Scott of the Antarctic

I highly recommend the 1948 British film, Scott of the Antarctic.  It tells the story of Captain Robert Falcon Scott’s ill-fated attempt to lead the first team of explorers to the South Pole.  Once again, Amazon has bested Netflix in making fine historical movies like this one available.

The film score was written by the esteemed British composer Ralph Vaughan Williams (1872-1958).  This project served as a springboard for his remarkable and otherworldly Symphony No. 7, Sinfonia Antartica, completed in 1952.  It is a favorite of mine.

As I have written here before, it is good to see a film that communicates effectively without the need to resort to graphic violence, foul language, etc.  You can feel the dreadful cold viscerally watching this film.  Near the end of their journey, Scott and his team in March 1912 regularly experienced high temperatures no better than -30°F during the day and low temperatures around -47°F at night.  And then there was the wind.  It would have been horrible.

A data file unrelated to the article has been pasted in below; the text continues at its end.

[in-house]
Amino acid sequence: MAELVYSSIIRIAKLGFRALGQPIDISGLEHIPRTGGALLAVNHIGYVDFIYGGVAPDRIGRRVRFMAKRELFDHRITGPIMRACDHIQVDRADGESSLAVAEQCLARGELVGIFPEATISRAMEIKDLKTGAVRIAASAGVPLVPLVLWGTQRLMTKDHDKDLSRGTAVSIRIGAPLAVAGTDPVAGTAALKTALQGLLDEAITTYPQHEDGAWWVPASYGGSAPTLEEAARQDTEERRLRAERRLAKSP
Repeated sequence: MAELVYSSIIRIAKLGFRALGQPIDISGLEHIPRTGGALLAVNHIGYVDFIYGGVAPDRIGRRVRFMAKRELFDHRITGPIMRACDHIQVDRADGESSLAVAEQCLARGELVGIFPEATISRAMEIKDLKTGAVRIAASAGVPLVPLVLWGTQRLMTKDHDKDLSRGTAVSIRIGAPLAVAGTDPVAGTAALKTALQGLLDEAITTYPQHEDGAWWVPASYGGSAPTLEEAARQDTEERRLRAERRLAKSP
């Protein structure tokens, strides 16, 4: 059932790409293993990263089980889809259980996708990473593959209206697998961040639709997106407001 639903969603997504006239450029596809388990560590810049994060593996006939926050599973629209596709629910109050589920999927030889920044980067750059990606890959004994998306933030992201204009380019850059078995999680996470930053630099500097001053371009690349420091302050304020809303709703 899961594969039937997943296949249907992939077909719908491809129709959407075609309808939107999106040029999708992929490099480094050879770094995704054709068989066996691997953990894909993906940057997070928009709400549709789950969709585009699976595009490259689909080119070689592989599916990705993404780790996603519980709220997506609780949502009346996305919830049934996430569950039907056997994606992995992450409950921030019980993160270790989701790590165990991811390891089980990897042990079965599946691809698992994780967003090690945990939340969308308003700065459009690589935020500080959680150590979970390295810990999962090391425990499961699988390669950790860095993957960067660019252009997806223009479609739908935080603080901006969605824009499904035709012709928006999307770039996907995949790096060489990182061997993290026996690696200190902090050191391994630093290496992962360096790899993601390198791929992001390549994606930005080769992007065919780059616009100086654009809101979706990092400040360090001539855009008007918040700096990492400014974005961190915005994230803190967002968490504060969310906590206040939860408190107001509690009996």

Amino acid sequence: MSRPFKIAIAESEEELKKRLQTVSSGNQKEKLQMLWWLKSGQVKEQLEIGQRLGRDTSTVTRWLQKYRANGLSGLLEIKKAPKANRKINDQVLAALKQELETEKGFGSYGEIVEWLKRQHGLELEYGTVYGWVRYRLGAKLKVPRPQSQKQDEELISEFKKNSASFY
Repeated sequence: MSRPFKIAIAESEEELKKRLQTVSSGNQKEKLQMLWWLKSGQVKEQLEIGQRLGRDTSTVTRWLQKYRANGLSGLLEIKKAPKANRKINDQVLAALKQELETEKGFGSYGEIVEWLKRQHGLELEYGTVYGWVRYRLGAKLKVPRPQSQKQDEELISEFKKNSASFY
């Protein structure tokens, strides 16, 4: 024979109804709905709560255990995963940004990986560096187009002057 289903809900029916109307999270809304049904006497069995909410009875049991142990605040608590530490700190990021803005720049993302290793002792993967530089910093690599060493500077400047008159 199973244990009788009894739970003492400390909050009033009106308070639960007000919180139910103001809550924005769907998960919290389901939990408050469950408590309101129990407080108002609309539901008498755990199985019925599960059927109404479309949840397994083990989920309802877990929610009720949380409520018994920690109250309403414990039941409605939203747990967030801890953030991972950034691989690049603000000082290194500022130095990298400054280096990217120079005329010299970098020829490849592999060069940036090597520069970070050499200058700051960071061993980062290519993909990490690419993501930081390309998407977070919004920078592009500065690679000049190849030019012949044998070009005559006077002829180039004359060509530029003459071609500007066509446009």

One question I had while watching the movie and thinking about the real-life expedition: how did they navigate across an endless terrain of snow and ice?  It appears they primarily relied upon a theodolite which was used to measure accurate horizontal and vertical positions of the Sun and Moon.  Knowing the position of the Sun or the Moon at a particular time allowed Scott and his fellow explorers to determine their geographic latitude and longitude by using a book of navigation tables.

Theodolite used by Lt. Edward Evans

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